Page:Old Towns and New Needs.djvu/47

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Now I am bold enough to ask whether this perfectly horrible state of things need be.

I am aware that absolute contiguity between pure country and genuine city is almost impossible. If King Street, for example, were to end abruptly in the kind of landscape in which people hunt foxes and shoot partridges, both elements, the rural and the urban, would suffer from the contact simply because the town folk wouldn't and couldn't put up with the country roads, and the green fields and hedges wouldn't survive the friction, if I may so put it, of the citizens. In other words, a town of a certain density of population necessarily defies and defiles the immediate proximity of the country. I fear that one must acknowledge this in spite of the remarkable success with which the virginity of Epping Forest is preserved in the near neighbourhood of London.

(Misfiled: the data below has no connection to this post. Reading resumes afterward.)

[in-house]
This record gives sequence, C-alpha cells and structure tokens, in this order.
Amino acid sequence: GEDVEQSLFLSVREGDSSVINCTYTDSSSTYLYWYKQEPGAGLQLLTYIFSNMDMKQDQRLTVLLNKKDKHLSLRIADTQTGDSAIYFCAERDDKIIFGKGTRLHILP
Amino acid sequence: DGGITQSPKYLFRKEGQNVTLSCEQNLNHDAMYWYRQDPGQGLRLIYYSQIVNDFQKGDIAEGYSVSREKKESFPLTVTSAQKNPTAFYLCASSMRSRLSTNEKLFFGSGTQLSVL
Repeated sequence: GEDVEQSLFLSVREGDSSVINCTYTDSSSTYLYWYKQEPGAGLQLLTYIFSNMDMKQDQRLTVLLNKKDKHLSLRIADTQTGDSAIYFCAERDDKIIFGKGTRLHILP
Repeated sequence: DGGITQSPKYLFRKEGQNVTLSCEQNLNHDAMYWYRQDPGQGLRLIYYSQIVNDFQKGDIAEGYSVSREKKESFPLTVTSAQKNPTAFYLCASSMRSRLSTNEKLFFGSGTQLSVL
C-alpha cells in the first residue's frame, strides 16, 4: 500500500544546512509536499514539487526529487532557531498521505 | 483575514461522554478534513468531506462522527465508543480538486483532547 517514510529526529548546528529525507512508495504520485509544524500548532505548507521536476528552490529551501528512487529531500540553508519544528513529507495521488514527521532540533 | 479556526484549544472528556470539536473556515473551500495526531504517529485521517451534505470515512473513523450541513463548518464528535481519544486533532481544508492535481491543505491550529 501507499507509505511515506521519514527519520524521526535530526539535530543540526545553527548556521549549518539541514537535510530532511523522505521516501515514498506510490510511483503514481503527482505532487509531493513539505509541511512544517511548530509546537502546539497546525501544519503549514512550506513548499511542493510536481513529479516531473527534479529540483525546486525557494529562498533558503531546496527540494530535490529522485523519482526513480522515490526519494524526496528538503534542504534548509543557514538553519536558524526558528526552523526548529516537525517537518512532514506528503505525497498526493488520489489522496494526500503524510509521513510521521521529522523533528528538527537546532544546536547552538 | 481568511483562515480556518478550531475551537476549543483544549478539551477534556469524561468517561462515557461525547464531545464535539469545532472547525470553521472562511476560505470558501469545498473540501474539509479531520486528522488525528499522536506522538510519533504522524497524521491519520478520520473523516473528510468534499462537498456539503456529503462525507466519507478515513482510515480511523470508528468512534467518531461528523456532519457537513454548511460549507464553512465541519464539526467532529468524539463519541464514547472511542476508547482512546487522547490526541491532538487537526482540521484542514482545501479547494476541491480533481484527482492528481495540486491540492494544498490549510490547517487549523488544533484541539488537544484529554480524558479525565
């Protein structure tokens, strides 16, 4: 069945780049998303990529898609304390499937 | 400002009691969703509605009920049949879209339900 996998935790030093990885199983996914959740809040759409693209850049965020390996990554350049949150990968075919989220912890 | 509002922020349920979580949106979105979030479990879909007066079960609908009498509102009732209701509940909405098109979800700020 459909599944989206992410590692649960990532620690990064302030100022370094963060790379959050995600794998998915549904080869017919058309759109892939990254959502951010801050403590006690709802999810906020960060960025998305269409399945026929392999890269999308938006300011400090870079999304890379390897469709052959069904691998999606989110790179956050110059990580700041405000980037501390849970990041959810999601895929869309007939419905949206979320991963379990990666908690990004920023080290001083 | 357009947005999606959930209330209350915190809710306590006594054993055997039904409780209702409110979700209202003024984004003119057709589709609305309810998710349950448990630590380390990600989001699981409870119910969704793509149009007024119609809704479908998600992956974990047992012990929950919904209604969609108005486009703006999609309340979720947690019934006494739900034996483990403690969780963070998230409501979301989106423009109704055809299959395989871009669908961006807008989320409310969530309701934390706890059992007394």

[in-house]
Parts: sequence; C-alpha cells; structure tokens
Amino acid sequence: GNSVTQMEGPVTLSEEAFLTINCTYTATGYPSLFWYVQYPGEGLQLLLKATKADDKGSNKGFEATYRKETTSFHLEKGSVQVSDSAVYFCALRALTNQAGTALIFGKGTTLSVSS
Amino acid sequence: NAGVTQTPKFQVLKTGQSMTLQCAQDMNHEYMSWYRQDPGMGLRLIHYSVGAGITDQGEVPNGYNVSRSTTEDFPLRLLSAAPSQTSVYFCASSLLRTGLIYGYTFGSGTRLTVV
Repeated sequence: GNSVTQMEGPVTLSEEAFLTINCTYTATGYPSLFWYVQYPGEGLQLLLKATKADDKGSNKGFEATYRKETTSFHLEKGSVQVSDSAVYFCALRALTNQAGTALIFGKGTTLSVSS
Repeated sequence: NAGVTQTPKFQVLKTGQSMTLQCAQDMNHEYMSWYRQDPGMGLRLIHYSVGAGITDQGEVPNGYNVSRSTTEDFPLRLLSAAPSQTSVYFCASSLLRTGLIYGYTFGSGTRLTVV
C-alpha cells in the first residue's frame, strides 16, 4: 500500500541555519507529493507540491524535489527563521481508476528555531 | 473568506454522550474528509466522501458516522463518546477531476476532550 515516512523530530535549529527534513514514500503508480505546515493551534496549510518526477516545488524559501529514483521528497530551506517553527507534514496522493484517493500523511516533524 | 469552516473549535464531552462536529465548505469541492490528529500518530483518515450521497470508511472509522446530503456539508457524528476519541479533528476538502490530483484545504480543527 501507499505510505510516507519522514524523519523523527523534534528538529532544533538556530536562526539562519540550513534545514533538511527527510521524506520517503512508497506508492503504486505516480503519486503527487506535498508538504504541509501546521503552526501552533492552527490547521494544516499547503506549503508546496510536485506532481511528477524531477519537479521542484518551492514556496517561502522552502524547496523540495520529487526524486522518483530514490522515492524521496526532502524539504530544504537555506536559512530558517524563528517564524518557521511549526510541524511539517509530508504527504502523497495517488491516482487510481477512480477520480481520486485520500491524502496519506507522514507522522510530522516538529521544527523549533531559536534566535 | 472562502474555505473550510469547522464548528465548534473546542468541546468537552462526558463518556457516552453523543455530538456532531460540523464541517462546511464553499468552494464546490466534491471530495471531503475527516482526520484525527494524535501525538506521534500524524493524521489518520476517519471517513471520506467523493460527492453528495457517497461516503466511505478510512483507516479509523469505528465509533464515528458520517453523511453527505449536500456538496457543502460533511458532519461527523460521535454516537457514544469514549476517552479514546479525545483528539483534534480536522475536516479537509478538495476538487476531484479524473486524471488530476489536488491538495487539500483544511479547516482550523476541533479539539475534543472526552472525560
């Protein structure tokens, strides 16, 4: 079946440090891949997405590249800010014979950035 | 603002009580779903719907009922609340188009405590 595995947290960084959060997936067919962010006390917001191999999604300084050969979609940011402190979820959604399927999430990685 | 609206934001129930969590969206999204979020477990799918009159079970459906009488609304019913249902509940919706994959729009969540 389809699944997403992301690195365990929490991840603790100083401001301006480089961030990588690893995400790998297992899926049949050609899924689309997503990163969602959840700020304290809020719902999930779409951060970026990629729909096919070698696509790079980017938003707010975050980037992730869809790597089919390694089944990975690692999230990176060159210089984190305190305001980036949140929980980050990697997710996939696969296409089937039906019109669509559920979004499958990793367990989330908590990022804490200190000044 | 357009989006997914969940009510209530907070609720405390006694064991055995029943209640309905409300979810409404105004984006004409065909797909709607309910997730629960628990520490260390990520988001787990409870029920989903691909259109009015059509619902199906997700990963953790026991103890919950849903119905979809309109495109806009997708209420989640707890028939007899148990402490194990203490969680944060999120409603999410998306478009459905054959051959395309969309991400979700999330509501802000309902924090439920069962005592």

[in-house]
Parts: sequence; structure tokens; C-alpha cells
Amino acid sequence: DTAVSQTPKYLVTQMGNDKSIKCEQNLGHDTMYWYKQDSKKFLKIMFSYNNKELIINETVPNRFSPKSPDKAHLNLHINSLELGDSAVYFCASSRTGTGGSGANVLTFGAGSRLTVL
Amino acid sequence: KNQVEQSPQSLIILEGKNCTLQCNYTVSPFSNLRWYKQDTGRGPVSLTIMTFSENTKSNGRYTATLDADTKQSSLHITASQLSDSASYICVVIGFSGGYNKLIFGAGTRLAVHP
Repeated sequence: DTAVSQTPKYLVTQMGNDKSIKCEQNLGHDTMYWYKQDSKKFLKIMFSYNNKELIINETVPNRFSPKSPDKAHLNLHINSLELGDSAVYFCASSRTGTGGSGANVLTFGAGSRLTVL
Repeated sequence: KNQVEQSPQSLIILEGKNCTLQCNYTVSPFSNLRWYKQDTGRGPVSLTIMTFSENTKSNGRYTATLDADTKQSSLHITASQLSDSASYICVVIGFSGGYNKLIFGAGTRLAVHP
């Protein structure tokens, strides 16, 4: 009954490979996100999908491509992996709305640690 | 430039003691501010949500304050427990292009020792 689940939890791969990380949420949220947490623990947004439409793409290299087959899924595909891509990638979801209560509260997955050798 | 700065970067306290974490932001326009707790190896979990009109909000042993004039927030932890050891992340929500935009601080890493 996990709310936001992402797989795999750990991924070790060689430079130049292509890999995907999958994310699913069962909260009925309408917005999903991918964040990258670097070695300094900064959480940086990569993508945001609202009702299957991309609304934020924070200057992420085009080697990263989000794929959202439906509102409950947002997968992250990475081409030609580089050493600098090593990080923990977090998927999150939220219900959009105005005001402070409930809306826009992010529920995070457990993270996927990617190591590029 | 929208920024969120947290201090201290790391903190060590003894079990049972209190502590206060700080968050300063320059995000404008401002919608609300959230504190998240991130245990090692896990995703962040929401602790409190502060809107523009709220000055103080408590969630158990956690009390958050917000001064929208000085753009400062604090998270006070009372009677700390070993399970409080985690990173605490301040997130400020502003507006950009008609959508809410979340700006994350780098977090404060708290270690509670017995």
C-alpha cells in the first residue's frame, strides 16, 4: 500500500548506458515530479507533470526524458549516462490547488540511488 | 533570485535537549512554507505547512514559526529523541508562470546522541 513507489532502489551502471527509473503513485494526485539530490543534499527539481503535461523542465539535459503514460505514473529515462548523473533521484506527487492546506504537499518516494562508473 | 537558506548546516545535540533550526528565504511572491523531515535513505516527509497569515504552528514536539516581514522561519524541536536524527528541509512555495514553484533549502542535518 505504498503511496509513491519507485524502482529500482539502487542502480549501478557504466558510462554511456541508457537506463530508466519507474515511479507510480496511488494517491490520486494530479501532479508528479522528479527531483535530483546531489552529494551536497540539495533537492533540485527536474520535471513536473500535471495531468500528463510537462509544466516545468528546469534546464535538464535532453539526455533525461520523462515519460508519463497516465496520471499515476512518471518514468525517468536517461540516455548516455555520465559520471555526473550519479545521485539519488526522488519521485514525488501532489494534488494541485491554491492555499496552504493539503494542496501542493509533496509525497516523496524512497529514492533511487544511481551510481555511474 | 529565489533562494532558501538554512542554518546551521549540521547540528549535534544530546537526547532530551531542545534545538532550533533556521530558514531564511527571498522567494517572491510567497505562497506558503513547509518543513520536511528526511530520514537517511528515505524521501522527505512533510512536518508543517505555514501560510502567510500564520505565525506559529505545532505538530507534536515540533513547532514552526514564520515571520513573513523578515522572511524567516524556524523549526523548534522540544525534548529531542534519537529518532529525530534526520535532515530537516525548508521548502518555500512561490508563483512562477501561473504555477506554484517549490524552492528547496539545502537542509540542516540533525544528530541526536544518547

But I do believe that we might, if we would, get rid of that painful decrescendo, that descending scale of graduated cheerlessness which at present encircles most of our towns, and I believe that the desired result can be obtained in connection with the circuit roads which town-planners are now beginning to look upon as a necessary element in the remodelling of our large cities. I am not wishing to claim originality for this idea, for I know that a girdle of green is a favourite scheme of many of the town-planning experts, and I believe that the bold intentions of Liverpool contain elements of this nature. But I should like to suggest that in towns of great magnitude, such as London, that girdle of green might be brought nearer the centre than the present